Putin has spent years building up his defenses, amassing hundreds of billions in foreign currency reserves, bringing much of Russia's industrial base under state control and selling Russia's vast energy resources to the world. US officials grudgingly acknowledge that Nabiullina has done an effective job managing Russia through this initial phase of the sanctions, just as she did in 2014 after Putin's Crimea annexation triggered a much less severe round of sanctions from the West.

This time, Nabiullina has deftly raised interest rates, imposed capital controls, and sought holes and workarounds to float an economy under siege -- an effort that came even as the US and allies took the unprecedented step of targeting the central bank directly with sanctions shortly after the invasion.

"A good central banker can do things to buoy the currency," one senior US official said earlier this year. "They have a very good central banker. We knew that then; we know it now."

Among Biden administration officials, Nabiullina is seen as perhaps the most effective of all of Putin's top lieutenants. US officials view the central bank's efforts as primarily providing surface-based cover for an economy that is in the midst of major atrophy across multiple critical sectors. But those efforts, even as critical supply chains have collapsed, have bolstered Putin's public messaging that the Russian economy is weathering a sweeping sanctions storm.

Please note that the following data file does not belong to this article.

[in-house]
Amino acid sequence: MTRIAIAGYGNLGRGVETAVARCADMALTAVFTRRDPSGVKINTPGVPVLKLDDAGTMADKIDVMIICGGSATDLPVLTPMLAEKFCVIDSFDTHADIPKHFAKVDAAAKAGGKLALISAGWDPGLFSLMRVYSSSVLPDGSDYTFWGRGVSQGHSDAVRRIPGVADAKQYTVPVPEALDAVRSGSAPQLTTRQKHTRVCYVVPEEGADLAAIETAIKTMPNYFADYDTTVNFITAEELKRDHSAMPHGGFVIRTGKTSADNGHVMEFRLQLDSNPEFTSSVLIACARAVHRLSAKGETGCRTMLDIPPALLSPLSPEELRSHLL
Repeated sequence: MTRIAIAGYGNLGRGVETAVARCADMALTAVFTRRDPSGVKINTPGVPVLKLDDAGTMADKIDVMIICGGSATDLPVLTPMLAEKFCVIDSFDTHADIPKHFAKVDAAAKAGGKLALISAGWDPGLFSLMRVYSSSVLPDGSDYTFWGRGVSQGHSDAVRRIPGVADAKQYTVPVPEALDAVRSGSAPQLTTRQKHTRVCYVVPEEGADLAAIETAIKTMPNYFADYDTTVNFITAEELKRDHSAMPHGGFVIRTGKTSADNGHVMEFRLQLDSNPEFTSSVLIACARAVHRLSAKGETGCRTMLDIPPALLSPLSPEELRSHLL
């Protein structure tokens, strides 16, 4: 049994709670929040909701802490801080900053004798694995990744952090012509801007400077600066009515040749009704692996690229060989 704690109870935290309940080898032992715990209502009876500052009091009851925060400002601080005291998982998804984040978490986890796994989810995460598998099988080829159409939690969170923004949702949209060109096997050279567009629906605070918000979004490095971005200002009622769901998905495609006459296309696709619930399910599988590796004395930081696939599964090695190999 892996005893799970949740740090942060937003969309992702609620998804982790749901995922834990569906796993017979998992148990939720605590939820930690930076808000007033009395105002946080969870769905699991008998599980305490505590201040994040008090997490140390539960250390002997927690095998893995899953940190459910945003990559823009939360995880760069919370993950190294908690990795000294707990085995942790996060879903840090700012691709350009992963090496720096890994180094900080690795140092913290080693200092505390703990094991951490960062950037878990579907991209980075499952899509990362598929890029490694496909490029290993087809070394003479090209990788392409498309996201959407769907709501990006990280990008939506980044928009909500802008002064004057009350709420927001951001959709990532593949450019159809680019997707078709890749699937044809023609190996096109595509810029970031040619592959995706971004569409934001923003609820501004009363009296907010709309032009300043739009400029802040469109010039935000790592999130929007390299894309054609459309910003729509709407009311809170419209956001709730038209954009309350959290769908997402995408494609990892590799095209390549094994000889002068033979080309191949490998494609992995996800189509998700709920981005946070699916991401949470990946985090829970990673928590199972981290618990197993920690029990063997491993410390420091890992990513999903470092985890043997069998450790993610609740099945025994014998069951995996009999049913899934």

The US will also impose sanctions on Nabiullina's top deputy at the central bank, as well as Aleksandr Valentinovich Novak, the deputy prime minister US officials view as central to Russian efforts to increase Russian economic output in spite of the sanctions regime.

The US is also placing sanctions on relatives of members of Russia's National Security Council, visa restrictions on Ochur-Suge Mongush for human rights violations, sanctions on 14 international suppliers for Russia's military supply chains, and adding 57 new entities to Commerce's Entity List for export controls, the officials said. In addition, Blinken announced the State Department is imposing visa restrictions "on 910 individuals, including members of the Russian Federation military, Belarusian military officials, and Russia's proxies for violating Ukraine's sovereignty, territorial integrity, and political independence."

Biden's top sanctions officials have intentionally targeted family members of key Russian officials throughout the invasion in an effort to cut off efforts to hide or shield assets from sanctions.

And the US is warning, the official said, that "there will be costs for any individual, entity, or country that provides political or economic support to Russia as a result of its illegal attempts to change the status of Ukrainian territory," including "heightened sanctions and export controls risks" for individuals or entities that do so.

National security adviser Jake Sullivan will join press secretary Karine Jean-Pierre to outline additional details on the new moves later Friday afternoon. Jean-Pierre has previously warned that the US will "rally global opposition to Russia's attempts at annexation, including at the United Nations."

This story was first published on CNN.com, "US imposing 'swift and severe costs' on Russia following Putin's Ukraine annexation"